Most American moviegoers first saw Nicole Kidman in the 1990 Tom Cruise race car movie “Days of Thunder.”
Though born in Hawaii (in 1967), Kidman was raised in Australia and began her acting career on television there at age 14. Within two years she was acting in Australian films, ranging from such escapist fare as “BMX Bandits” (1983) to more quality dramas as “Dead Calm” and “Flirting” (both 1989).
She made her U.S. debut the following year with Cruise, winning his heart both in the movie and in real life (Cruise, then married to Mimi Rogers, divorced her to marry Kidman.)
It was an inauspicious beginning. For while Kidman had shown some potential in her Australian films (in “Flirting” she was a nice cross between a snotty rich girl and an understanding older sister type), she was just another starlet wannabe in her early American work.
She was less important than Cruise’s mechanic (Robert Duvall) and arch rivals (Michael Rooker, Cary Elwes) in “Days of Thunder.” She was a virtual nonentity in Robert Benton’s “Billy Bathgate” (1991).
And she wasn’t much better in either her next outing with Cruise, Ron Howard’s overblown “Far and Away” (1992) or Joel Schumacher’s “Batman Forever” (1995).
There were hints, though. In “My Life” (1993), Kidman was pleasingly believable as the understanding wife of a type-A character (played by Michael Keaton) who is dying of cancer.
But that same year, Kidman proved even more adept at playing a malicious and ultimately dangerous harpy in the murder mystery “Malice” (with Bill Pullman, Alec Baldwin and Bebe Neuwirth).
Her performance there - which is a match even for Baldwin, whose “I am God” speech is a testament to medical egotism - must have struck a chord in Gus Van Sant. For it was Van Sant, also hungry for a hit, who cast Kidman against type for his wicked parody on media messaging “To Die For” (see capsule review below).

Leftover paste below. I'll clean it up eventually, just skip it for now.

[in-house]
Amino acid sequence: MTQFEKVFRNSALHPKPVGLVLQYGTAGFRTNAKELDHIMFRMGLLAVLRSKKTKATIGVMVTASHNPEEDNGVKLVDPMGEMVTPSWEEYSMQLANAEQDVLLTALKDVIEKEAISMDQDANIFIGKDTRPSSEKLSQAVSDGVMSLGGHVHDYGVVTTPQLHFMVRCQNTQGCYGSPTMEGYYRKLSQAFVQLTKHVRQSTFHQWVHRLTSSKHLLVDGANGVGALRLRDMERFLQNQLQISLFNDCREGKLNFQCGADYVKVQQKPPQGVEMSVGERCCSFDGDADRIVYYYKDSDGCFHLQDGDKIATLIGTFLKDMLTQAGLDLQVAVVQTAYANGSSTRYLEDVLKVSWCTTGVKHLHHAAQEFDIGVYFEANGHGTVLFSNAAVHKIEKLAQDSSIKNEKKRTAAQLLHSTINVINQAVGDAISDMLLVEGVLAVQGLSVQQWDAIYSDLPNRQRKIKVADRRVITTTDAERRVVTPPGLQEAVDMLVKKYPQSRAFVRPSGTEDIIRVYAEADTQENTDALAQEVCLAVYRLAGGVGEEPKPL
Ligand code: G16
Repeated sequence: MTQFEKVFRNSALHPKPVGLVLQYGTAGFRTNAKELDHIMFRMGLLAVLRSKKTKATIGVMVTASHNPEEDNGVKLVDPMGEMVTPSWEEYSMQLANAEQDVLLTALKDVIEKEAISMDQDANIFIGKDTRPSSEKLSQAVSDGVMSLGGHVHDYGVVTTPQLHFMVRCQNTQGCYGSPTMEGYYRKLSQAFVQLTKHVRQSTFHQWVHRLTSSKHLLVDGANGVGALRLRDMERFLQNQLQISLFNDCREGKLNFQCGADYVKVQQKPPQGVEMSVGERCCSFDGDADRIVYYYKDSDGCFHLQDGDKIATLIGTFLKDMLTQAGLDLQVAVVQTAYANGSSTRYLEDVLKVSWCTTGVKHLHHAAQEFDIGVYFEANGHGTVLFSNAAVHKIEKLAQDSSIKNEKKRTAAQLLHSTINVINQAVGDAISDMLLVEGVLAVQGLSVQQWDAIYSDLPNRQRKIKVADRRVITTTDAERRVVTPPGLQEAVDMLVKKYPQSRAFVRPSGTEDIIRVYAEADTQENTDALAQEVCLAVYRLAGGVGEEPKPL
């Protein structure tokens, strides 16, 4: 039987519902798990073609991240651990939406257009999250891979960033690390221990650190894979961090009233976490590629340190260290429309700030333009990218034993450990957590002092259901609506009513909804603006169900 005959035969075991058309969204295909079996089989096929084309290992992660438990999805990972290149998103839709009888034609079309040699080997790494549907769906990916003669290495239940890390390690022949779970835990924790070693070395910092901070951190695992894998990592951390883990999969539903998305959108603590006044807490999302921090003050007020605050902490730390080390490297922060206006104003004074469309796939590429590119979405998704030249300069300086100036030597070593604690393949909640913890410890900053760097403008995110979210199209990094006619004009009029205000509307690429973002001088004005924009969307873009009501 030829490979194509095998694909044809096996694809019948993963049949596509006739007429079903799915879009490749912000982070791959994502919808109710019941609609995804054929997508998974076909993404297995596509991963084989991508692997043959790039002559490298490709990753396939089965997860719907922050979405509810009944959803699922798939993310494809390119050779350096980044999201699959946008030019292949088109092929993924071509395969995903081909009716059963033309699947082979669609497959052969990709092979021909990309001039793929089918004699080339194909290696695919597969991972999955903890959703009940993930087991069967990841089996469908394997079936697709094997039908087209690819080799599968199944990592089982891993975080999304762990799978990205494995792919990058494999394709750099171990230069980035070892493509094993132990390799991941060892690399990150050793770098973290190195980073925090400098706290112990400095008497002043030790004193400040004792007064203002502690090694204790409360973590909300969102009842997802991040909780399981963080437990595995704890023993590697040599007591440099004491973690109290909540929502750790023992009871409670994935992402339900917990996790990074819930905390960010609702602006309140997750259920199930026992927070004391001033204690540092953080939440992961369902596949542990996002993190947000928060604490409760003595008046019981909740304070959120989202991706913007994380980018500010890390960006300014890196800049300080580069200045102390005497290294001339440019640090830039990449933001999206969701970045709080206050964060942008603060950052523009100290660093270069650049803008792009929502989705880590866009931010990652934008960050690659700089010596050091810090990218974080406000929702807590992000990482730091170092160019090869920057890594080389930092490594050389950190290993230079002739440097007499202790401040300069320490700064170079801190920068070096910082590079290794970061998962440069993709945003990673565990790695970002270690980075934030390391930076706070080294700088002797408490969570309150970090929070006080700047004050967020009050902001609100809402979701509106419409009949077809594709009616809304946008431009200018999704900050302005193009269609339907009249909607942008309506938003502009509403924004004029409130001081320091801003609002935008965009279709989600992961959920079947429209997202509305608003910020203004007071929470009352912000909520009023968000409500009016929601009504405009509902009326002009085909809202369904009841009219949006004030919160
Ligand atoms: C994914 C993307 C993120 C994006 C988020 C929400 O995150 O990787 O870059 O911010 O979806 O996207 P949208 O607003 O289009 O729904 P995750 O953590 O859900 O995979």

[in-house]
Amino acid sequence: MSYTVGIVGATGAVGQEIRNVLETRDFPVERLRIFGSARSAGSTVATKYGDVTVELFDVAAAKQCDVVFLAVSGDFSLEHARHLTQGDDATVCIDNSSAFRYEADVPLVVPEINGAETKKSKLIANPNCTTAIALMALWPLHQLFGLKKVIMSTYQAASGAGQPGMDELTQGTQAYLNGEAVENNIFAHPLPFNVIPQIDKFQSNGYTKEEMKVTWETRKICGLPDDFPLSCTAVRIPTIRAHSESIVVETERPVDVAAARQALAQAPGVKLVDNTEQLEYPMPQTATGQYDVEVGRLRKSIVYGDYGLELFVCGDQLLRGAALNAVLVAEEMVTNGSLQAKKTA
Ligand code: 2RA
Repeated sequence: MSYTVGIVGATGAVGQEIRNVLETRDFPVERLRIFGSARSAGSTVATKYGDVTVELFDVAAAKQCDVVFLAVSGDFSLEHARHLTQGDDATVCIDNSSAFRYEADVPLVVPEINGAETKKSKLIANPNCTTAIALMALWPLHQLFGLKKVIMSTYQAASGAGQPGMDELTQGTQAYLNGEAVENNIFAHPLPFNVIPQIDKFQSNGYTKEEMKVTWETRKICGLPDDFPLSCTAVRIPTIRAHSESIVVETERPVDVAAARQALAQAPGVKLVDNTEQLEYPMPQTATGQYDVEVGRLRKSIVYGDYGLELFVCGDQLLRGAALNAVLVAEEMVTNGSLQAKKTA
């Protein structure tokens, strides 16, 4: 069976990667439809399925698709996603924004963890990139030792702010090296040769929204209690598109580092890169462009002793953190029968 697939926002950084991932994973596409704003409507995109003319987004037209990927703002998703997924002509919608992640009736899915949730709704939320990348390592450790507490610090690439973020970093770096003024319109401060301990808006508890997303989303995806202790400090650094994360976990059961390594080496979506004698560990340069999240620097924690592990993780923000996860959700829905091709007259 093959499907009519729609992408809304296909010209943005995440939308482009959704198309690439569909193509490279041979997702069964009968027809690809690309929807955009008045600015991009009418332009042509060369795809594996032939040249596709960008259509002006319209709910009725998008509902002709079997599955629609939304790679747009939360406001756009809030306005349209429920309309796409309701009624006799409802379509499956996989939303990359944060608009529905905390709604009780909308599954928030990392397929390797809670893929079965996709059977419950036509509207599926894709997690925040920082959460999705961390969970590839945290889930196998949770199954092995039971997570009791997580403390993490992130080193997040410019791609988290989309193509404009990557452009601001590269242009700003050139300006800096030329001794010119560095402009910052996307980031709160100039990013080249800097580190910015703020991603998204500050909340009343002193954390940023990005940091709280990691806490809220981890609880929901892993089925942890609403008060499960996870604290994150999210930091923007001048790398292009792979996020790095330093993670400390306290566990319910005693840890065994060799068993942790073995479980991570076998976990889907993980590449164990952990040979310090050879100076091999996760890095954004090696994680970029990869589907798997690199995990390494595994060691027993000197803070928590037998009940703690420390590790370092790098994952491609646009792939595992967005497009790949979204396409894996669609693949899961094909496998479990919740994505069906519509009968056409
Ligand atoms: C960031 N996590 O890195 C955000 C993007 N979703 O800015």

And Kidman came through with an amazing performance. Despite the fact that she was overlooked by the Academy (earning great reviews from critics across the country but no Oscar nomination), Kidman created a character in Suzanne Stone that is at once timeless and quintessentially ‘90s.
She is perfect as the media-hungry creature of culture who, hip-twisting to an inner heat, symbolizes the need to be seen in an era where being famous is more important than having done anything worth being famous for.
Hips and other physical attributes aside, Kidman’s Suzanne is the hungry version of those who unashamedly bare all for the Oprahs, Rickis and Geraldos in a desperate grab for their 15 minutes.
And Van Sant’s cameras are there to play out her hunger before us.
To Die For
Gus Van Sant has had a checkered career, from the high of “Drugstore Cowboy” to the low of “Even Cowgirls Get the Blues.” But he succeeds smashingly here with a Buck Henry script that studies our modern obsession with being famous. Nicole Kidman stars as Suzanne Stone, a cable-access-TV weather reporter who wants to be the next Jane Pauley. And she’s not going to let her lack of intelligence, much less a reluctant husband (Matt Dillon), stand in the way. Intelligence can be glossed over, and husbands can always be done away with - especially when there are young guys (Joaquin Phoenix) who will do anything for sex. Good performances are pulled off by Dillon, Illeana Douglas as Suzanne’s sister-in-law and Phoenix (River’s baby brother). But the main attraction is Kidman, who shows that there is something clever and ambitious and manipulating, perhaps even talented, in her makeup after all. Rated R
Kicking and Screaming
It’s tough to grow up and move on, and some do it just like the title of this movie suggests. Which is why we find this collection of college graduates pretending, the fall after graduation, as if nothing has changed. A small, independent film that features such art-house stars as Eric Stolz, Chris Eigeman and Parker Posey, “Kicking and Screaming” is a lot of talking, joking and worrying about what to do next. It’s also an enjoyable two-hour watch. Rated R
Director Wayne Wang (“The Joy Luck Club”) adapts novelist Paul Auster’s screenplay about the characters who hang out around a Brooklyn tobacco shop. Central are Paul (William Hurt), the writer grieving the death of his wife, and Auggie (Harvey Keitel), the tobacco shop’s manager. Both get involved in the life of a young black student, who is searching for his father, and thus find a bit more meaning for their own daily existences. Rated R
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